By Dr Tauseef Ahmad Parray
October 30, 2020
The Noble Quran is the Last Revealed Book of Allah, and the Prophet (pbuh)—the person through whom that Book came to humanity—is the person whose words and deeds are the first and most important commentary, and explanation on it. Every detail of his blessed life (Seerah) is thoroughly known to us. The Prophet (pbuh) was a devoted husband, an affectionate father, and a sincere friend; a successful business man, a far-sighted reformer, a brave warrior; a skilful general, an efficient administrator, an impartial judge, a great statesman, and more. “In all these roles, he played his part with exemplary ability, honesty, and integrity”.
In ‘Mohammed: The Prophet of Islam’, K. S. Ramakrishna Rao describes Prophet’s various roles in these lines: “There is Muhammad the Prophet; there is Muhammad the General; Muhammad the King;…; Muhammad the Statesman; Muhammad the Orator; Muhammad the Reformer; Muhammad the Protector of Slaves; Muhammad the Emancipator of Women;… In all these magnificent roles and in all these departments of human activities he is equally a hero”.
The Prophet (pbuh) came to humankind, as Tariq Ramadan writes in his ‘In The Footsteps of the Prophet: Lessons from the Life of Muhammad’/ The Messenger “with a message of faith, ethics, and hope, in which the One reminds all people of His presence, His requirements, and the final Day of Return and Encounter”. He touched every aspect of human life and proved the greatest reformer the world has ever produced. He was a great savior, liberator, and protector of the ‘oppressed’ humanity. He removed social inequality; reconciled different creeds; bestowed security of life, property, and religion on other faiths; united warring tribes; gave women an equal footing with men; and did much more. In the modern times, Prophet (pbuh) is presented as a ‘reformer’ who considerably raised the social and ethical level of the Arabs of his time. He called for equality and mutual responsibility among his followers, and for the abolition of class privilege and extremes of wealth, and as Leo Tolstoy said, “Undoubtedly, Prophet Muhammad [(pbuh)] is one of the greatest reformers who rendered extensive service to the human community. … Such a man, indeed, is highly respectable and estimable”.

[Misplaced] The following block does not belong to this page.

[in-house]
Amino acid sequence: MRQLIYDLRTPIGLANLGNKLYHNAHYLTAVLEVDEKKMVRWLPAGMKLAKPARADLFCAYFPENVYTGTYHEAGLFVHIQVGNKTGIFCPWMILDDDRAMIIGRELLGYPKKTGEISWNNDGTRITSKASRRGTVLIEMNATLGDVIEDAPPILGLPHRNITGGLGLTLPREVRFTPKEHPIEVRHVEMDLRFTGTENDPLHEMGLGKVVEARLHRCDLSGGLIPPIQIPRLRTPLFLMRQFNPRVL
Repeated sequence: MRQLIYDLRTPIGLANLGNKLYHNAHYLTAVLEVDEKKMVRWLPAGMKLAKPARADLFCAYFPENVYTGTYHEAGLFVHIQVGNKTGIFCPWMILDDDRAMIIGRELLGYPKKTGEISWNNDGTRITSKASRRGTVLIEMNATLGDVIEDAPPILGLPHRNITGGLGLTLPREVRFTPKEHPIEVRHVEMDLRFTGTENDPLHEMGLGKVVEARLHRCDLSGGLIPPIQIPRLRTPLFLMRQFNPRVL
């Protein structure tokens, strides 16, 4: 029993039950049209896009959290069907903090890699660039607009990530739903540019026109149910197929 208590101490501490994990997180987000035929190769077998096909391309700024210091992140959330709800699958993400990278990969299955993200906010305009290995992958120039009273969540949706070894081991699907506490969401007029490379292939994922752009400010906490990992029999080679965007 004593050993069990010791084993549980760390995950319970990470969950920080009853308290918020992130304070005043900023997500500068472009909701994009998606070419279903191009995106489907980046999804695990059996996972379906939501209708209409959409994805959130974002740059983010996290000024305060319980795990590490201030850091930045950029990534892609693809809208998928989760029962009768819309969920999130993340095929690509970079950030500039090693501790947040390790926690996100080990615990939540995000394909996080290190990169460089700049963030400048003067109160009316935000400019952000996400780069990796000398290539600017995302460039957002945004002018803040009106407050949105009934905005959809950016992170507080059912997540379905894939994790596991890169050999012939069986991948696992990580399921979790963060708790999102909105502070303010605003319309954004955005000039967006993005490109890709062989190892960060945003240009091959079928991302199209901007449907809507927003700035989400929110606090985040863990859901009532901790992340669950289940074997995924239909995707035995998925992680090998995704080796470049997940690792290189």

The Prophet (pbuh) was not only a religious preacher and reformer, but a great administrator as well. He presided over, after Hijrah from Makkah to Medina in 622 CE, the Commonwealth of Islam for ten years (622-632 CE). Syed Ameer Ali, in his A Short History of the Saracens writes: “The work done within that short period [of 10 years] will always remain as one of the most wonderful achievements recorded in history”. On the same lines, Gerhard Bowering, an ‘Islamicist’ (in the ‘Introduction’ of his Princeton Encyclopaedia of Islamic Political Thought) is of this opinion: “That one man could achieve so much in such a short time is astounding. … His message has stood the test of time for more than a thousand years, and his community has grown steadily over the centuries”. Similarly, a French historian, Alphonse Lamartine in his Historie de la Turquie, pays tribute to Prophet (pbuh) in these words: “he [Prophet (pbuh)] created a spiritual nationality which has blended together peoples of every tongue and of every race. He has left to us the indelible characteristic of this Muslim nationality, the hatred of false gods, and the passion for the One and immaterial Allah”.
A saviour and liberator of oppressed humanity, the Prophet (pbuh) transformed the Arabs, within a short span of 23 years, into a civilized and religious nation. Justice, equality, and truth were his motto; and modesty, kindness, patience and generosity pervaded his conduct. Hadrat Anas (RA) is reported to have said: “I served the Prophet (pbuh) for ten years, and he never said to me, ‘Uf’ (a minor harsh word denoting impatience)”.
The Prophet (pbuh), as a leader and as political head of the City-State of Medina, never led the life of a king: he was a “King without kingly pretension”. He had no arms, no standing army, no body guard, and no palace. Bosworth Smith, in his well-known book ‘Mohammad and Mohammadanism’, describes him in these words: “Head of the State as well as of the Church, he was Caesar and Pope in one; but he was Pope without Pope’s pretensions, Caesar without the legion of Caesar: without a standing army, without a body-guard, without a palace, without a fixed revenue; if ever any man had the right to say that he ruled by the right divine, it was Mohammad [pbuh], for he had all the power without its instructions and without its supports”.